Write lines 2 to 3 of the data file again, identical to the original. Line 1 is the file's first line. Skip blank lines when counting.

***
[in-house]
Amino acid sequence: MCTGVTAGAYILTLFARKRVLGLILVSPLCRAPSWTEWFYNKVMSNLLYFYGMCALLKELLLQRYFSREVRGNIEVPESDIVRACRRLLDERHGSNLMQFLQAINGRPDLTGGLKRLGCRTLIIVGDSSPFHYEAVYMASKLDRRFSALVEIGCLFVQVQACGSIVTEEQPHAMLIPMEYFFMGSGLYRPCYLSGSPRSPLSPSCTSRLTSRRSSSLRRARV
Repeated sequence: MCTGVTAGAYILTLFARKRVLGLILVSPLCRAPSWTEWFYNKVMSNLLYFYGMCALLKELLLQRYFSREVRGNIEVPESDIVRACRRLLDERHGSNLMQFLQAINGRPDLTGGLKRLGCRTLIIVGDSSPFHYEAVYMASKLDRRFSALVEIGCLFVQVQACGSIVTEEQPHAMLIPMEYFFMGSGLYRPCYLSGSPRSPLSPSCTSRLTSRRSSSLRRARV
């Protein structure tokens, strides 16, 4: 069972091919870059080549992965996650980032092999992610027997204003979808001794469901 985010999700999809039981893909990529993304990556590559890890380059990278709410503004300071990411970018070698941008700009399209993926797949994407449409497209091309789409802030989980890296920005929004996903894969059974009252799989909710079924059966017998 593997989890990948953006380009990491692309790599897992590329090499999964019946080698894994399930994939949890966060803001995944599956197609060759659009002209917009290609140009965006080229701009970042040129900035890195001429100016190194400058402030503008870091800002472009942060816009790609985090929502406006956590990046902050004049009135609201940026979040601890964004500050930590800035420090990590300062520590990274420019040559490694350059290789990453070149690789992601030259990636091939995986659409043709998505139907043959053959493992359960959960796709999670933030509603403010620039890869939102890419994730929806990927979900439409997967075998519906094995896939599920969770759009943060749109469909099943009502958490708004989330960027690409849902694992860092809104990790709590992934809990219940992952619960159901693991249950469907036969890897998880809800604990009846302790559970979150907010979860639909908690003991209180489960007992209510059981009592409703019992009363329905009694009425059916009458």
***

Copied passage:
Amino acid sequence: MCTGVTAGAYILTLFARKRVLGLILVSPLCRAPSWTEWFYNKVMSNLLYFYGMCALLKELLLQRYFSREVRGNIEVPESDIVRACRRLLDERHGSNLMQFLQAINGRPDLTGGLKRLGCRTLIIVGDSSPFHYEAVYMASKLDRRFSALVEIGCLFVQVQACGSIVTEEQPHAMLIPMEYFFMGSGLYRPCYLSGSPRSPLSPSCTSRLTSRRSSSLRRARV
Repeated sequence: MCTGVTAGAYILTLFARKRVLGLILVSPLCRAPSWTEWFYNKVMSNLLYFYGMCALLKELLLQRYFSREVRGNIEVPESDIVRACRRLLDERHGSNLMQFLQAINGRPDLTGGLKRLGCRTLIIVGDSSPFHYEAVYMASKLDRRFSALVEIGCLFVQVQACGSIVTEEQPHAMLIPMEYFFMGSGLYRPCYLSGSPRSPLSPSCTSRLTSRRSSSLRRARV